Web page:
When Roh Moo-hyun was elected president in 2003, he largely continued these engagement and aid policies during his five-year term, under the renamed “Peace and Prosperity Policy.”

The Roh administration also wanted to promote DPRK economic reform and, simultaneously, integrate the country into East Asian economic processes, hoping that such developments could help stabilize North Korea in the short-term while providing incentives and leverage for moderating its foreign policy over the long run.

Roh and Kim Jung-il signed a joint presidential declaration at the second inter-Korean summit in 2007 to promote commercial cooperation.

The Sunshine approach implicitly assumed that the DPRK regime would not soon collapse and that Pyongyang would alter policies that most threatened South Koreans.

Unfortunately, only the former assumption proved correct.

During the decade of the Sunshine Policy, North Korea conducted two nuclear tests, two long-range ballistic missiles tests, and multiple short-range tests, and also pursued an alternative nuclear weapons program. No progress was made in the DPRK’s human rights practices.

The biggest blow to the policy occurred in 2006, when North Korea conducted an underground nuclear test. Subsequent revelations about ROK side payments, by major corporations such as the Hyundai Group as well as the ROK government, for the summits and joint ventures further discredited the policies.

Moon initially seemed to be making more progress.

The 2018 Winter Olympics at Pyeongchang, South Korea, provided an opportunity to relaunch diplomacy between the two Koreas, North and South Korean athletes marched under a unified Korean flag and fielded a united female ice hockey team.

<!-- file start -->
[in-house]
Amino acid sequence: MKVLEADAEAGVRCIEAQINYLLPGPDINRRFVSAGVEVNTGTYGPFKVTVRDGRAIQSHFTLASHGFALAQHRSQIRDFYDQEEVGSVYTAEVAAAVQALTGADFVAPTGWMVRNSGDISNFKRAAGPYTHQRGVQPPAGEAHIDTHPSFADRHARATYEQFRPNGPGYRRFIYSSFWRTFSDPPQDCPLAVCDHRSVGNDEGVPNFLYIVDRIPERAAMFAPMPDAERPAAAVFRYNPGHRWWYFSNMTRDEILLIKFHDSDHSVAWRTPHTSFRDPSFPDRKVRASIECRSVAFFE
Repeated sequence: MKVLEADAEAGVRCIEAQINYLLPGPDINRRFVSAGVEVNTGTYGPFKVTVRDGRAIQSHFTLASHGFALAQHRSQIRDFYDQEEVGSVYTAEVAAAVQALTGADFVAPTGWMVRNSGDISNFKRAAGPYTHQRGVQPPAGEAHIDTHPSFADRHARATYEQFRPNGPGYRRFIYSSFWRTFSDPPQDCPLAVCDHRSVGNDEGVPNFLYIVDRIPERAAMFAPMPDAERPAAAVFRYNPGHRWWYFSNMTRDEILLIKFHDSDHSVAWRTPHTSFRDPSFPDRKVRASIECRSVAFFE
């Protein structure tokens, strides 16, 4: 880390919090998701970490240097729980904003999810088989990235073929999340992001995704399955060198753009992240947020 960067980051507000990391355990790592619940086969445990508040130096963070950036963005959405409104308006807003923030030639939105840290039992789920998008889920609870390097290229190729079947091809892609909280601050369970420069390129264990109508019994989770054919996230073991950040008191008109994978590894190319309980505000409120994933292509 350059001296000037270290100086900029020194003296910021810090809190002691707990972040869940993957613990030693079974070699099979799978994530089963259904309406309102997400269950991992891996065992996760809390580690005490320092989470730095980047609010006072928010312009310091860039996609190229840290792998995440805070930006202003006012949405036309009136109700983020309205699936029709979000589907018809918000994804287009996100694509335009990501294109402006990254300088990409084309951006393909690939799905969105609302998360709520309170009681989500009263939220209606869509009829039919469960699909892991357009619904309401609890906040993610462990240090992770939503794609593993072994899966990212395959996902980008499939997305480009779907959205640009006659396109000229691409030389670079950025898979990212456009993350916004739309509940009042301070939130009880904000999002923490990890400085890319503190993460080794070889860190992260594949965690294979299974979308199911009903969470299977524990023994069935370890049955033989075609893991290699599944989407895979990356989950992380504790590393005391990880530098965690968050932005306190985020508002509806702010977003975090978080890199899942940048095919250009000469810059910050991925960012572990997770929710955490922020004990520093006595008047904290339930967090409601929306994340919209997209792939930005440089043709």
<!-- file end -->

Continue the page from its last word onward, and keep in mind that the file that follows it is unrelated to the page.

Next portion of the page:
Building on this momentum, a formal inter-Korean summit took place on April 27, 2018, at the Peace House in Panmunjom village. Since 2018, the two Korean governments have reached various economic, diplomatic, humanitarian, and security agreements.

However, as the U.S.-DPRK peace process stalled, so did the inter-Korean talks.

Moon has been trying to regain momentum in the peace process through his “five-point proposal” to improve inter-Korean relations made in his New Year’s address on January 7, 2020.

The proposal envisages bolstering leadership visits, sustaining sports and other exchanges, realizing railway and road connection projects, joint listing of the Demilitarized Zone (DMZ) of the two Koreas as UNESCO World Heritage sites, and marking the 20th anniversary of the June 15 South-North Joint Declaration.

After Moon’s party won the April elections for the National Assembly by a large margin. the Unification Ministry even began discussing rescinding the “May 24 measures” banning inter-Korean exchanges and other cooperation. These were adopted following the North’s 2010 attack on the South Korean warship Cheonan and other provocations.

But the DPRK insists on near-term sanctions relief and sees denuclearization as a product, instead of the cause, of improved relations between Washington and Pyongyang.

The United States insists on reversing this sequencing of denuclearization and sanctions relief.

Without sanctions relaxation, major inter-Korean and international economic projects are blocked, which limits Moon’s political space to build robust commercial ties.

Ultimately, North Korea’s definition of peace requires total regime security—something the ROK and United States can never guarantee.